New report highlights the importance of environmental regulation in England

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The Chief Executive of the Environment Agency (EA) has called for a ‘modern approach to regulation’ in order to protect air, land, and water from future threats, including the climate emergency as the EA publishes the annual report of its regulation work.

Comprising data from regulatory activities in 2019, the ‘Regulation for people, the Environment and Growth’-report shows many improving trends in environmental compliance, pollution incidents, crime, and emissions, including:

  • The EA reports to have processed around 320,000 transactions for businesses and individuals.
  • The EA reports to have stopped illegal waste activity at 940 sites, 3% more than the previous year.
  • The EA reports to have inspected 1,889 containers to help prevent illegal waste exports.
  • Businesses and individuals were fined £4.4 million for environmental offences.

Sir James Bevan, CEO of the Environment Agency, commented on the report: “The economic damage done by Coronavirus means we need rapid recovery and the kind of regulation to facilitate that. And after leaving the EU, the UK has the opportunity to set its own rules and modernise regulation.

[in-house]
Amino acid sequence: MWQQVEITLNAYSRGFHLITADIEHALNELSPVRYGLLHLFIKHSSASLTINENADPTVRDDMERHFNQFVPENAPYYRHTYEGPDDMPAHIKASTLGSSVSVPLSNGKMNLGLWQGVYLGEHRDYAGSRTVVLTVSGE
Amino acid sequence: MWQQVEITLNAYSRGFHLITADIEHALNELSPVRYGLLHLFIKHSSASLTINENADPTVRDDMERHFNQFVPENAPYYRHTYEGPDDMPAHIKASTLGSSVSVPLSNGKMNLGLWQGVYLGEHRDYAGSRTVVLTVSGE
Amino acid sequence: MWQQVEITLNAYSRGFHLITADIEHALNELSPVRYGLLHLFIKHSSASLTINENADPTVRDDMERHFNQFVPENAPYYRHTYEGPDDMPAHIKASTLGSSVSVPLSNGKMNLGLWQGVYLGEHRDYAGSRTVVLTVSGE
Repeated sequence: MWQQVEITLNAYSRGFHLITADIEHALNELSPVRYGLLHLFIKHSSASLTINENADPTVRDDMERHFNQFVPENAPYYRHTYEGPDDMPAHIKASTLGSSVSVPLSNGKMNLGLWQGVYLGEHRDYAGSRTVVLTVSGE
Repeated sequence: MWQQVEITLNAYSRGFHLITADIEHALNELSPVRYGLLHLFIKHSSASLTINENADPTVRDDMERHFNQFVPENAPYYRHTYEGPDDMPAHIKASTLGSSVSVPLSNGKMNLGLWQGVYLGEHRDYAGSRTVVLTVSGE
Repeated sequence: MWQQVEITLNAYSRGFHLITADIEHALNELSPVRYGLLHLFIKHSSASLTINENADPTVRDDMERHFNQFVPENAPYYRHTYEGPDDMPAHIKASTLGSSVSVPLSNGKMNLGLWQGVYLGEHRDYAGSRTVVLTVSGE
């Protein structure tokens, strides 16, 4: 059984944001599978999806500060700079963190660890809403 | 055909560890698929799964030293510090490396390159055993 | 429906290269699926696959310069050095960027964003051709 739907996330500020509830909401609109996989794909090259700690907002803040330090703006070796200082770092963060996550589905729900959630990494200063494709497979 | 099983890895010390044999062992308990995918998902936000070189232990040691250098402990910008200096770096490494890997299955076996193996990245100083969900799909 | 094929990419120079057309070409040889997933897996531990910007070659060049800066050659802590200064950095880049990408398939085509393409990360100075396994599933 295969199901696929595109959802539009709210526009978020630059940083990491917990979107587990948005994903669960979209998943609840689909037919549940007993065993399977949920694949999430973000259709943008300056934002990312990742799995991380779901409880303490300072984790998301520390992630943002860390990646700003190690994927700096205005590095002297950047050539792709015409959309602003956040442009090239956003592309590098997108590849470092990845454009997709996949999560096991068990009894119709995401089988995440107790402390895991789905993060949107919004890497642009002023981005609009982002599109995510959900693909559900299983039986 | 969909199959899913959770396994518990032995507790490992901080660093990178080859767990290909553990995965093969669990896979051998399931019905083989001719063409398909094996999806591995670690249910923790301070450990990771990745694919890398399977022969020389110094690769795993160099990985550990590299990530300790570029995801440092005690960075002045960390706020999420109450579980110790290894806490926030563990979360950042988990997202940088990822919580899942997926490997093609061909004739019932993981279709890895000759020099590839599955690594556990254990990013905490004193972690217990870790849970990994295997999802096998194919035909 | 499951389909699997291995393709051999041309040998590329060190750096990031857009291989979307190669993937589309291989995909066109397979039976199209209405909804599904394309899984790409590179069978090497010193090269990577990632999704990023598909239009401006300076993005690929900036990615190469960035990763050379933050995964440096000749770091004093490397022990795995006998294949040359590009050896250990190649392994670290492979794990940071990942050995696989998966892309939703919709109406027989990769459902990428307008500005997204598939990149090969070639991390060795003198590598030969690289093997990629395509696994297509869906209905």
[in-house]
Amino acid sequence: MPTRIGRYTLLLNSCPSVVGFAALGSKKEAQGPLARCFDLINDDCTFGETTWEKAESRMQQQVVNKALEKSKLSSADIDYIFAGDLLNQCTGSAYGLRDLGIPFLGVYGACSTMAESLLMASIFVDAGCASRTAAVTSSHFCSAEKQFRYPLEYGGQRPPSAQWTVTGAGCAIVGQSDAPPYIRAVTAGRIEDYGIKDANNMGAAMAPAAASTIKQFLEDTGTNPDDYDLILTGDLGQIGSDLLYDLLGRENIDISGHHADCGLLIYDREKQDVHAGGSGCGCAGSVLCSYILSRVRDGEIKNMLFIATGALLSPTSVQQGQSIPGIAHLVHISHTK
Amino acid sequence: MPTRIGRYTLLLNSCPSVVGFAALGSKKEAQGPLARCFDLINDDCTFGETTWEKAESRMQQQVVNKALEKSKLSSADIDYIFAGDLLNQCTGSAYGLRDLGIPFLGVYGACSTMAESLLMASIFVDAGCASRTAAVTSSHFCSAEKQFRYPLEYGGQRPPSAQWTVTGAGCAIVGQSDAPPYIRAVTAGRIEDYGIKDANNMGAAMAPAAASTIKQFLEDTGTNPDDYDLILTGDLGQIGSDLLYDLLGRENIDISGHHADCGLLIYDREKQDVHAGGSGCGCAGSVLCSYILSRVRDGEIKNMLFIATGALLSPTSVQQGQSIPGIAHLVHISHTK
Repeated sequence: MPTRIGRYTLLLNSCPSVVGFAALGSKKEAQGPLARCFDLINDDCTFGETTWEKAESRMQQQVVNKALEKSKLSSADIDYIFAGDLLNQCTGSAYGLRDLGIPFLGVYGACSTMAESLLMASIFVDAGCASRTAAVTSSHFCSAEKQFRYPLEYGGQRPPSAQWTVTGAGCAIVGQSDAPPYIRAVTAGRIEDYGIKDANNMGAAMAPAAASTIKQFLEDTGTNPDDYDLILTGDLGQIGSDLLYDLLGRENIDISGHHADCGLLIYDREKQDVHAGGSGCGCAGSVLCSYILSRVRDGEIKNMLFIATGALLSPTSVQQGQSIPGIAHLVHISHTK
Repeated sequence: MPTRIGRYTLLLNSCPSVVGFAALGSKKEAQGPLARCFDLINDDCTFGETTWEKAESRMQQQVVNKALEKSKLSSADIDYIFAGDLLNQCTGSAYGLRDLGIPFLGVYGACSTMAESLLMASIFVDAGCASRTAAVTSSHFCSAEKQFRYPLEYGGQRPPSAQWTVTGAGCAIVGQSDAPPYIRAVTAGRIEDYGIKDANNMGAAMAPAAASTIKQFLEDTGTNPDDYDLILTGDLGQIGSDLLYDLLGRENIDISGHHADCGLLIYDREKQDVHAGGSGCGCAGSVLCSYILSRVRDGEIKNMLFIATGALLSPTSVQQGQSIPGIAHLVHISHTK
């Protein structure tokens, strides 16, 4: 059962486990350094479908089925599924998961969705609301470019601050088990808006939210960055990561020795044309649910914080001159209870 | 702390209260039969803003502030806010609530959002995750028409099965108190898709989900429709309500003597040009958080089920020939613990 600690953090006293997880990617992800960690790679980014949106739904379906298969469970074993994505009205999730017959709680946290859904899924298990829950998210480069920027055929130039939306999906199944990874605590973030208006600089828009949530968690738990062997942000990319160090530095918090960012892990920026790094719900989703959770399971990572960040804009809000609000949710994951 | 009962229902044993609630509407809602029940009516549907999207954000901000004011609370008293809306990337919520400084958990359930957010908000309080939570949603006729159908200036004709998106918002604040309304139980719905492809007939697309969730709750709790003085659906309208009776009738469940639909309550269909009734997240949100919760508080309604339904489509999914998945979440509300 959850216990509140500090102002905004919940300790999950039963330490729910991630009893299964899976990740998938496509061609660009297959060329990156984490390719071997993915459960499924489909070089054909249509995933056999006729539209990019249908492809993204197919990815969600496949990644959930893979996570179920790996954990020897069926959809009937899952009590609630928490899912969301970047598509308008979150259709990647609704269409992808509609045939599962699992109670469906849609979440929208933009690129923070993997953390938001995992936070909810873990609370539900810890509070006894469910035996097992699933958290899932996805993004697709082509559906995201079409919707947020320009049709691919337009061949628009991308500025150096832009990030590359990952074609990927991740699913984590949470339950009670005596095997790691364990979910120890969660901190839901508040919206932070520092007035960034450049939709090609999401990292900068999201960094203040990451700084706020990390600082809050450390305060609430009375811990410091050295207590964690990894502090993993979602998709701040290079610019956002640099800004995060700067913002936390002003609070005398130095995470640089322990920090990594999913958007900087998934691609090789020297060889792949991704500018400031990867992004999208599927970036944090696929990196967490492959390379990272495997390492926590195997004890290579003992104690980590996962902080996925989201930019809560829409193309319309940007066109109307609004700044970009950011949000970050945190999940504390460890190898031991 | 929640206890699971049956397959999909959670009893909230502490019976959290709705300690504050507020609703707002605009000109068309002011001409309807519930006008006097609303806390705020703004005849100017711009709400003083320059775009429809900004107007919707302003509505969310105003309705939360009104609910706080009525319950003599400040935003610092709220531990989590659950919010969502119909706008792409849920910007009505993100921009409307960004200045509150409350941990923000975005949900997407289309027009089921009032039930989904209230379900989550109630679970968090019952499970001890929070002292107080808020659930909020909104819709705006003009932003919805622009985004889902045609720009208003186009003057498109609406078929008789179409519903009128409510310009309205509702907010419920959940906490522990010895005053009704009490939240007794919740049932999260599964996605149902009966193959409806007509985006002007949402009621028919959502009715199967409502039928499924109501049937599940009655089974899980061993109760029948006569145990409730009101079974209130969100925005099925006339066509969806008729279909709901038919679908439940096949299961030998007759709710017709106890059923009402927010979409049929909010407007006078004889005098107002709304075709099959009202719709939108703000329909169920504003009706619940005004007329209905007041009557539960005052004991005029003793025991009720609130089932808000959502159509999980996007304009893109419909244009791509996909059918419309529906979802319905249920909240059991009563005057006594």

“But we must avoid false choices. Better regulation isn’t code for deregulation. The test for any changes in legislation must be that they will deliver better environmental outcomes as well as being good for the economy.

“Good regulation isn’t complicated, bureaucratic, and costly; it is simple, impactful, and money-saving. The best regulation will stop environmental damage at the source, rather than the costly impact to the public purse and the environment of responding to damage after the event.

“We also need the right resources, funded by operators and by Government, to deliver the high ambitions we all have in enhancing our environment. Ultimately we will get the environment we are prepared to pay for.

“This report shows that regulation works. And now we must look at how we use regulation to tackle the climate emergency – the biggest of all threats to our environment, our economy, and our planet.

“We are already playing a significant role through regulation, by enabling the technologies needed to decarbonise the UK economy, including nuclear, hydrogen, and carbon capture, and we have launched the new UK Emissions Trading Scheme.

“But as we and our world continue to change, we must not allow the environment to be left behind.”

Since 2010, the EA reports that emissions of air pollutants have fallen ‘significantly’ (nitrogen oxides by 63%, sulphur oxides by 81%, PM10 particulates by 34%), the number of serious pollution incidents fell 12% to 467 from 2018 to 2019, and waste recovery at permitted sites has improved to a record 74%.

The full Regulating for People, Environment and Growth report is available on the EA website.